An American History in Haunted Places
By Colin Dickey
320 pp. Viking. $27.
Whether or not ghosts are real is beside the point, Colin Dickey tells us in the first lines of “Ghostland.” Rather, what compels him in this appealing book is the meaning of haunted places in contemporary American culture. “How do we deal with stories about the dead and their ghosts?” Dickey asks. “How do we inhabit and move through spaces that we have deemed haunted?”
To answer those questions, Dickey, a writer who has produced eerie studies of historical and anatomical oddities, turns his ever curious eye to the widespread phenomenon of hauntings — to the lure of ghostly places for visitors and the impact of these places on local communities. The spectral map Dickey creates is as broad and packed as his book’s title implies. He visits haunted houses (the most prevalent of spooky places, he explains with a fascinating aside about memory palaces), haunted businesses, prisons, asylums and cemeteries across the contiguous United States — from New England, New York, the South and Midwest to the Rocky Mountains, Southwest and Pacific Coast. As he interweaves a series of perceptive insights on architecture and human psychology, technology and ghost hunts, not to mention haunting as social control, Dickey shows how haunted places reveal what troubled us before and what troubles us now.
Dickey concludes that ghost stories attached to particular places often contain social anxieties and unsettled issues from the past. Although these ghost stories recall difficult realities — like the wrongful execution of minorities in the case of the Salem “witches,” the physical and emotional abuses of slavery, resistance to women’s independence, and tensions between the rich and the poor — they fail to achieve a public reckoning with historical injustice. Ghosts, Dickey asserts, are a “convenient metaphor for a whole host of problems not connected to the supernatural,” and talking about them “becomes a means to process or make sense of experiences that can otherwise seem overwhelming or mystifying.”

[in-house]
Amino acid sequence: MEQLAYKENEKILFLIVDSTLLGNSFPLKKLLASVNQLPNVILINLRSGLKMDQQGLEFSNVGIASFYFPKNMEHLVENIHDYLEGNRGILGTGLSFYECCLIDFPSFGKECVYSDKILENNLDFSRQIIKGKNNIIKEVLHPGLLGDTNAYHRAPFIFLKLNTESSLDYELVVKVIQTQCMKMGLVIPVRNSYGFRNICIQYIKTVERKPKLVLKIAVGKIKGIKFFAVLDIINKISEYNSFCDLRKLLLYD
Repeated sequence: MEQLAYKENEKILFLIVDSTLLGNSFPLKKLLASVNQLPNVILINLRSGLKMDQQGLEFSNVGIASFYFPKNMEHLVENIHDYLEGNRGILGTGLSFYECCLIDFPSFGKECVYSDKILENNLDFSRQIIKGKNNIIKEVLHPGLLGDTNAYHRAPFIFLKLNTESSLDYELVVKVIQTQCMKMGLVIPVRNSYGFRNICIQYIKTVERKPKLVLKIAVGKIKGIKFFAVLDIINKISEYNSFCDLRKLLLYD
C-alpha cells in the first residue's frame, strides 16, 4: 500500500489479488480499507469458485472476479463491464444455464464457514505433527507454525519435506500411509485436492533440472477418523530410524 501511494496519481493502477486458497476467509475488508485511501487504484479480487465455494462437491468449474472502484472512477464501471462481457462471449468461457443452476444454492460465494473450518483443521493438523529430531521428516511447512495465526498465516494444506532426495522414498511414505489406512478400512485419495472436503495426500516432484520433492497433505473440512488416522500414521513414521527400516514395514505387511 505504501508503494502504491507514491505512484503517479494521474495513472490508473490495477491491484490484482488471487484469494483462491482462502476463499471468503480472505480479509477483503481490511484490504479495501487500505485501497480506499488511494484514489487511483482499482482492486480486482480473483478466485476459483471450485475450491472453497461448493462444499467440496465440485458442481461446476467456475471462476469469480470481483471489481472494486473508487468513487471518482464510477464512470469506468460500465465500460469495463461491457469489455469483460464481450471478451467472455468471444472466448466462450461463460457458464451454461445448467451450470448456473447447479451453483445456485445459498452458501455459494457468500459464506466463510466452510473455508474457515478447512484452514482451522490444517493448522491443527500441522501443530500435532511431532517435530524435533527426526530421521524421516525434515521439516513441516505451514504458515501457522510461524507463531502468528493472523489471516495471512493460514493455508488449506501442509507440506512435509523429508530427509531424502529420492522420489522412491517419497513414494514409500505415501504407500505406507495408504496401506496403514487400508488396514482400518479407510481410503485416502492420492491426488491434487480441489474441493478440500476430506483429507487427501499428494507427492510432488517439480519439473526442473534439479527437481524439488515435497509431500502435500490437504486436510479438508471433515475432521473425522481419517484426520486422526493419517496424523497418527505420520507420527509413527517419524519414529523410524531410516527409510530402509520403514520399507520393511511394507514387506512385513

“Ghostland” amounts to a lively assemblage and smart analysis of dozens of haunting stories, some better known than others. In each chapter, Dickey spins riveting tales and then carefully unwinds these narratives, exposing the materials and motivations of their construction. At the House of the Seven Gables in Salem, Mass., made famous by Nathaniel Hawthorne, Dickey learns that the haunted hidden staircase that has long enthralled tourists was never even seen by Hawthorne; it was added by restorers more than half a century later. At the Mustang Ranch, a brothel near Reno, Nev., which Dickey describes as the site with the “strongest evidence of the paranormal” of all the places he visited, he nevertheless hypothesizes that the propensity for female employees to witness ghosts stems from the extreme stress of their work lives.
The most fascinating moments in “Ghostland” are Dickey’s etymological musings (on terms like “haunt,” “cemetery,” “ruin porn” and “ghost town”) and his many turns down unusual paths of American history. His discussion of the links between 19th-century Spiritualism, the early feminist movement and contemporary New Age beliefs; his account of the red dwarf who is said to have haunted Detroit since the city’s founding, in 1701; and his recognition that ghost stories can aid the work of historic preservation: All of these are absorbing. While many of the ghost stories he recounts can be found in academic treatments as well as lighthearted local guides, with “Ghostland,” Dickey achieves a capacious geographical synthesis that is both intellectually intriguing and politically instructive.